But if we are wise,

 We know that there's always tomorrow.


 Lean on me when you're not strong

 I'll be your friend, I'll help you carry on

 For it won't be long

 'Til I'm gonna need somebody to lean on.

Please swallow your pride

 If I have things you need to borrow

 For no one can fill those of your needs

 That you won't let show.


 You just call on me, brother, when you need a hand

 We all need somebody to lean on.

 I just might have a problem that you'll understand,

 We all need somebody to lean on."


It is difficult times like these that show us how far we have come and clearly, how much more now we need to progress. We are a society of interactions and interpersonal relationships. Do not let this transition to "virtual" life and learning steal our humanity and empathy as well. Whatever you think has happened to only you, trust me there are many more with similar or worse experiences, WE are not ALONE! 


I challenge this graduating class to several propositions:


 1-These incredible times have provided us a window into what it feels like being separated from our family and friends. It allows a window into how we sometimes must ask for help and other times provide that help. I challenge each of you never to pass up the opportunity to offer support, ask for help, and, most importantly, be thankful and gracious for the chance to do either one of them.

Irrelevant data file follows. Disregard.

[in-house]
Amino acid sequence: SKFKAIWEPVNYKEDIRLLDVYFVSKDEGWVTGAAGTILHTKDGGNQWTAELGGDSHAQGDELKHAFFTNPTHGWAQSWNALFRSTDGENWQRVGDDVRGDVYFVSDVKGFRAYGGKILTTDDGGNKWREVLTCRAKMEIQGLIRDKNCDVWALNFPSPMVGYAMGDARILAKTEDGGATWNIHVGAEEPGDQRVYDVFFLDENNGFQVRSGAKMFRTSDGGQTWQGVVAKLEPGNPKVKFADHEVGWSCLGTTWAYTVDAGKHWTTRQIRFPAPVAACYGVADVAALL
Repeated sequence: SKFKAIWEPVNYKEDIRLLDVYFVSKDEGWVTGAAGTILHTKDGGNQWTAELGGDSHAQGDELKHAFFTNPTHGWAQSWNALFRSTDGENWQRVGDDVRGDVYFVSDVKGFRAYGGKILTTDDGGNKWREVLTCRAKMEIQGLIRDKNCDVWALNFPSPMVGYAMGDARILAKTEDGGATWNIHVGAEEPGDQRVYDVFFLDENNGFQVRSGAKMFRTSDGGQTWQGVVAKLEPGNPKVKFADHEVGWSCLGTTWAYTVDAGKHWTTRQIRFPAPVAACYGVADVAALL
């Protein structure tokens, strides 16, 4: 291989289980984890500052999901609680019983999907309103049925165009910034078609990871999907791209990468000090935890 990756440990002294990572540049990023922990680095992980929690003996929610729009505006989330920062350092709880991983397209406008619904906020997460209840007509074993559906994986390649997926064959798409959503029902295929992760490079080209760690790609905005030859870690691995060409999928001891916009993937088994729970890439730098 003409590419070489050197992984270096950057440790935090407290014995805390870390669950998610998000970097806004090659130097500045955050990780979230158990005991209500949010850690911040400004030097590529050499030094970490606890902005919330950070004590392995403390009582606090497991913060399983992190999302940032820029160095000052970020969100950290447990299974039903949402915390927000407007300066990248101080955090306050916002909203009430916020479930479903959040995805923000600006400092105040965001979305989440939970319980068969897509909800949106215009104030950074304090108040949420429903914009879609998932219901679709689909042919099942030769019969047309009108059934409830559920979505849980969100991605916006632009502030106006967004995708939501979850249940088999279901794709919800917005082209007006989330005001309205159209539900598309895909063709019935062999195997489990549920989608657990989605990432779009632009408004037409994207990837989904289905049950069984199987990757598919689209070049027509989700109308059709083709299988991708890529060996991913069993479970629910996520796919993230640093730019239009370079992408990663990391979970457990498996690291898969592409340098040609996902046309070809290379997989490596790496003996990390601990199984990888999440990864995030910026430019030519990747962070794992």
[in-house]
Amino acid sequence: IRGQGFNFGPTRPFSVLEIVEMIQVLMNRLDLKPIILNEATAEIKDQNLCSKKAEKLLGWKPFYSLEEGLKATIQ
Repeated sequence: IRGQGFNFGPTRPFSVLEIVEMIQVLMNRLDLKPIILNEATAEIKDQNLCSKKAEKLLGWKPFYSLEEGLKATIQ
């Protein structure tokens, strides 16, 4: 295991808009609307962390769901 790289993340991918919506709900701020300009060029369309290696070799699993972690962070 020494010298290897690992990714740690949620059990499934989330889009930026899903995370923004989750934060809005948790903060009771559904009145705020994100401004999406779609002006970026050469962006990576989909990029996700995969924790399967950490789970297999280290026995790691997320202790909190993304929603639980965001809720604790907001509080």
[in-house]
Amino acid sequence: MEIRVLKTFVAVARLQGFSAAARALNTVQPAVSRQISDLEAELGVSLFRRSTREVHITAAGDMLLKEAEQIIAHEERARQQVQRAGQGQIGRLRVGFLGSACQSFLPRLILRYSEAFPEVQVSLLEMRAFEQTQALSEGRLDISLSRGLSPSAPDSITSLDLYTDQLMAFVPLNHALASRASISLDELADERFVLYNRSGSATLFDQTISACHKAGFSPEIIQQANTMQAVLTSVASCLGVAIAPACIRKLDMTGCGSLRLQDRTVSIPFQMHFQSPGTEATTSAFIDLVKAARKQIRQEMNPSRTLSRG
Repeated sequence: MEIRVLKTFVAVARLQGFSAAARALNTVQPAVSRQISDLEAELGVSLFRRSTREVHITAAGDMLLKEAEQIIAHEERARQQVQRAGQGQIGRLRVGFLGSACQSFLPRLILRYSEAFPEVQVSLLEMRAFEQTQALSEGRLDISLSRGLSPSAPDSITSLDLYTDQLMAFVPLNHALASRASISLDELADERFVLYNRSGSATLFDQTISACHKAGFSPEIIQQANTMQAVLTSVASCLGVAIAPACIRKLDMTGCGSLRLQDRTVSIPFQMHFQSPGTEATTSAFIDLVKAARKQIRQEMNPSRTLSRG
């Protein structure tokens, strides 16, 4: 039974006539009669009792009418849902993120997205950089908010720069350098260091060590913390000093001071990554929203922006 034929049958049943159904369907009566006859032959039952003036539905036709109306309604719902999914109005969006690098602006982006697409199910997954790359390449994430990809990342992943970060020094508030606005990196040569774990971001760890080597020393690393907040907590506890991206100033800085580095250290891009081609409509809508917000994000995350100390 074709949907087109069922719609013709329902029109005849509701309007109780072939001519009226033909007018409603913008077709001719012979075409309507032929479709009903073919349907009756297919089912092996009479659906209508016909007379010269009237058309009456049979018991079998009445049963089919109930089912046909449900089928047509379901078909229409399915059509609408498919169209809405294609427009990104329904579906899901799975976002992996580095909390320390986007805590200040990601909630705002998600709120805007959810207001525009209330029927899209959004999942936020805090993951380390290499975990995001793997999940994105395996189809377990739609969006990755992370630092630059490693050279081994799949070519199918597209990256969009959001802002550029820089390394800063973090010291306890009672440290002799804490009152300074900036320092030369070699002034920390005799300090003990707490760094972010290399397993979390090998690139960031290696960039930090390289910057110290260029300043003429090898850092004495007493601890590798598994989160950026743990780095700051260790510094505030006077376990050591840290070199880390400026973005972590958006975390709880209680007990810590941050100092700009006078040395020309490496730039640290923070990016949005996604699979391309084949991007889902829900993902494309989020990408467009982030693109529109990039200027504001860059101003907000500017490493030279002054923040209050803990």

2-You are about to embark on the next phase of your life. Regardless of whether you go away to school or stay close to home, you will be solely responsible for everything you do, every choice you make. I challenge you to choose wisely and, when in doubt, refer to what you learned growing up and apply it to your decision-making process. There is no longer the safety net of being a minor; your decisions will have consequences. Make sure the choice is yours and not the extension of someone else. Choose wisely!